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Click Here For Best Selection Of High Quality Polarizing Microscope

Click Here For Best Selection Of High Quality Polarizing Microscope

The chemical formula of mineral Mottramite is indicated by PbCu(VO4)(OH), a Lead Copper Vanadinate Hydroxide. Mottramite is actually a Phosphate mineral. Mineral species Mottramite was named after the locality at Mottram St. Andrew, Cheshire, England where ore was stockpiled. The first specimen of the mineral was discovered in 1876 at this type of locality. Mineral Mottramite is known to crystallize in the orthorhombic system. In optical mineralogy, this orthorhombic crystal system comprises crystals having three mutually perpendicular axes, of which all are of different lengths. Mottramite is also a member of the Descloizite Group of minerals. Mottramite is also considered as a minor ore of lead and copper and is often found exhibiting nice and interesting appearance when viewed with the aid of petrographic polarizing microscopes for mineralogists. Mineral Mottramite is also in series with mineral descloizite. Mottramite is the known copper-rich end member of the series while descloizite is the zinc-rich member. Both minerals, Mottramite and descloizite, contain significant amount of both elements and they are rarely found pure.

 

Most crystals of mineral Mottramite are usually found transparent to opaque in appearance. The crystal habits of the mineral Mottramite as described in optical mineralogy usually include the typical tiny druzy crusts that are often found wonderfully displayed under petrographic polarizing microscope. It can be also found forming radiating and stalactitic masses that are usually majestically exhibited under polarizing light microscope for mineralogists. Mineral Mottramite can be actually found forming sparkling crusts that exhibits nice luster and striking green color when viewed with the aid of petrographic polarizing microscopes. Its typically high price is due to its rarity and attractiveness, which attracts one to pay for it for a fine specimen to have.

 

            Mineral Mottramite is typically found in various shades of green and rarely black that is more splendidly exhibited when viewed under petrographic polarizing microscope used in optical mineralogy. Mottramite is also most commonly found exhibiting resinous luster when closely viewed in reflected light of the geological polarizing light microscope. There is no cleavage found exhibited by the mineral Mottramite even when it is evaluated under several adjustments on the aperture diaphragm of the polarizing microscopes used in optical mineralogy. Mottramite is usually found exhibiting conchoidal to uneven fracture when viewed under petrographic polarizing light microscope for mineralogists.  The specific gravity measure of the mineral usually gives an approximate value ranging from 5.7 grams per cubic centimeters to 6.0 grams per cubic centimeters, which is considered very heavy for translucent minerals. The hardness measure of the mineral when it is evaluated using the Mohs scale method is usually ranging from 3 to 3.5. Mottramite is most commonly found leaving a green streak when it is rubbed on a white porcelain streak plate.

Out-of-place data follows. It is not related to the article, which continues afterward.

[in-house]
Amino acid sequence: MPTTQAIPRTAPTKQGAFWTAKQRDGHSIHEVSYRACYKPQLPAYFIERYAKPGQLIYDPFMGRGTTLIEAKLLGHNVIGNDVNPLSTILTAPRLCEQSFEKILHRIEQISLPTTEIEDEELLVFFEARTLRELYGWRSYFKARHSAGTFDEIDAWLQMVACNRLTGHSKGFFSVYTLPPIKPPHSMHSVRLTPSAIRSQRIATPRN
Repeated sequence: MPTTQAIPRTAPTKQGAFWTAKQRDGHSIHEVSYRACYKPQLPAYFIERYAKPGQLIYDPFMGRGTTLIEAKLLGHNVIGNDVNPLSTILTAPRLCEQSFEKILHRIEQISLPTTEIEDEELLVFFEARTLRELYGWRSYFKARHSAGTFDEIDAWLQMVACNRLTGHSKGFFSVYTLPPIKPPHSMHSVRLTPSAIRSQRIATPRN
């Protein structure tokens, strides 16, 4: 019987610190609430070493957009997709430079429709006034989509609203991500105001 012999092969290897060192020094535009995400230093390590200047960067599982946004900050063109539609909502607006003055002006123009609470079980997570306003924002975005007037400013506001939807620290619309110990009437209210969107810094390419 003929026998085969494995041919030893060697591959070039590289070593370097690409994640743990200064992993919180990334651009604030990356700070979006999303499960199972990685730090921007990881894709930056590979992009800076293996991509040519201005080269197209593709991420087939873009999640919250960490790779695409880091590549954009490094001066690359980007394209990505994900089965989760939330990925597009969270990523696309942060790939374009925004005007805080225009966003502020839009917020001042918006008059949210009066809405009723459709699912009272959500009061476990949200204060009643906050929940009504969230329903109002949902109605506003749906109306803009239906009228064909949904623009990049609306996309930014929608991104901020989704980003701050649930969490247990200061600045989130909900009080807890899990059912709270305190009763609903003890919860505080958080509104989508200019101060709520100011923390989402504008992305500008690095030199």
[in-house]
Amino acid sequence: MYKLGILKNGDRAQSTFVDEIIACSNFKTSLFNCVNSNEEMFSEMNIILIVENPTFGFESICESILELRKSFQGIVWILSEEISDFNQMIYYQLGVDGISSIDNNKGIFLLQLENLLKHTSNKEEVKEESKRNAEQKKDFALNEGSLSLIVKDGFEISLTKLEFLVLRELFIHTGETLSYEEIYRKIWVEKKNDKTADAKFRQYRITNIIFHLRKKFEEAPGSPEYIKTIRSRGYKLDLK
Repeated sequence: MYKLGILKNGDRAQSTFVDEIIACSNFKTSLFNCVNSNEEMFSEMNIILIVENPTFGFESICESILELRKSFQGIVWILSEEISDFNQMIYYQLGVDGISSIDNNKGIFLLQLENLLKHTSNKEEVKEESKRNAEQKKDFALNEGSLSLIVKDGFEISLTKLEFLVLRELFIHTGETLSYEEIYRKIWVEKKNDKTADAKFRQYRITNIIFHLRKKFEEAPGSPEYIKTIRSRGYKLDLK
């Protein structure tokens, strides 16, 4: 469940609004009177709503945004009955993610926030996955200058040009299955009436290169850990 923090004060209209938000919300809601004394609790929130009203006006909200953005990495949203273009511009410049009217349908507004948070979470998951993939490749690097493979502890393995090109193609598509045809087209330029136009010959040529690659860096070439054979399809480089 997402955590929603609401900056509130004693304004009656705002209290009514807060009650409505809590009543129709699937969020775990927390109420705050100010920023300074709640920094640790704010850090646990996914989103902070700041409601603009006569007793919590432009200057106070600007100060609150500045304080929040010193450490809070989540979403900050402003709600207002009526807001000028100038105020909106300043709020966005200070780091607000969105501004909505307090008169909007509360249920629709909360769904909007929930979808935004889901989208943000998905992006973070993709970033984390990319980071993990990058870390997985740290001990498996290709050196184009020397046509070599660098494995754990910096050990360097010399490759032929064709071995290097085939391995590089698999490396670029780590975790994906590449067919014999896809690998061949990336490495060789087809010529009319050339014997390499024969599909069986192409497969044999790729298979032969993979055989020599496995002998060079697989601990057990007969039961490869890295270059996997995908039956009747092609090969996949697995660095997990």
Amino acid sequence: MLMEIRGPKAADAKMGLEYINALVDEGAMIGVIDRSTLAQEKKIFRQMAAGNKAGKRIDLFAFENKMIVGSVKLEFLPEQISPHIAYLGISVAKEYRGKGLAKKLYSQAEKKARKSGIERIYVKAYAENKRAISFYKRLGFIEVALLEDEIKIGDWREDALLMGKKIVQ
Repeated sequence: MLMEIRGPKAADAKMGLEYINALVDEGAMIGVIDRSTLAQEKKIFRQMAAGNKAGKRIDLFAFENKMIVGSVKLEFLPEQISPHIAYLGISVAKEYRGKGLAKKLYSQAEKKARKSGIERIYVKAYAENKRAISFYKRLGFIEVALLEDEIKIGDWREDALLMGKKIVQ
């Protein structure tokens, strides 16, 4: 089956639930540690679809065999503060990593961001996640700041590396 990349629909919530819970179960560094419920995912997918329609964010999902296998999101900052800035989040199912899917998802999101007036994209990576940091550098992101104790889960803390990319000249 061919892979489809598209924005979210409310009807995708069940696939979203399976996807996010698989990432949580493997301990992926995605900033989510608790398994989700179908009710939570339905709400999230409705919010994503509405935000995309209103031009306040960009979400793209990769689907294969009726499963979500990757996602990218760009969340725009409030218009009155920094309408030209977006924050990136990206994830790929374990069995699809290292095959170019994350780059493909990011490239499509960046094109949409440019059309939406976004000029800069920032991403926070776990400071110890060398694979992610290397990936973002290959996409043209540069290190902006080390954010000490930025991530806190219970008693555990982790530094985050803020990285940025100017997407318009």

Mottramite is most commonly found exhibiting a very high surface relief when viewed under several adjustments on the aperture diaphragm of the polarizing microscope. The maximum birefringence of the mineral is usually found 0.150. It also exhibits a visible pleochroism when viewed under petrographic polarizing light microscopes. It usually shows strong dispersion under polarized microscopes. Mottramite is known to have biaxial negative figure when it is evaluated between crossed nicols of the petrographic polarizing light microscopes. The refractive index of the mineral is usually found ranging from 2.170 to 2.320 when it is viewed under polarized light microscopes. The pleochroism exhibited by Mottramite when it is viewed with the aid if polarized microscope is usually weak to strong. This mineral Mottramite is readily soluble in acids. There is no specific data found on the toxicity and health dangers for mineral Mottramite. However, the specimens of this mineral species should be treated with great care and use of sensible precaution is advised upon handling them. Mottramite is a non-radioactive mineral species.

 

            Mineral Mottramite is commonly found associated with other interesting minerals such as descloizite, malachite and other secondary ore minerals. The best field indicators of mineral Mottramite usually include color, crystal habit, density, and localities. Mineral Mottramite is commonly found forming at oxidation zone of vanadium bearing bases metal deposits. Mottramite notably occurs at several localities including Pina County, Arizona, USA as well as Chile, England, Bolivia and elsewhere.



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Monday, September 29th, 2008 at 2:46 am
Category:
The Phosphates Mineral Class
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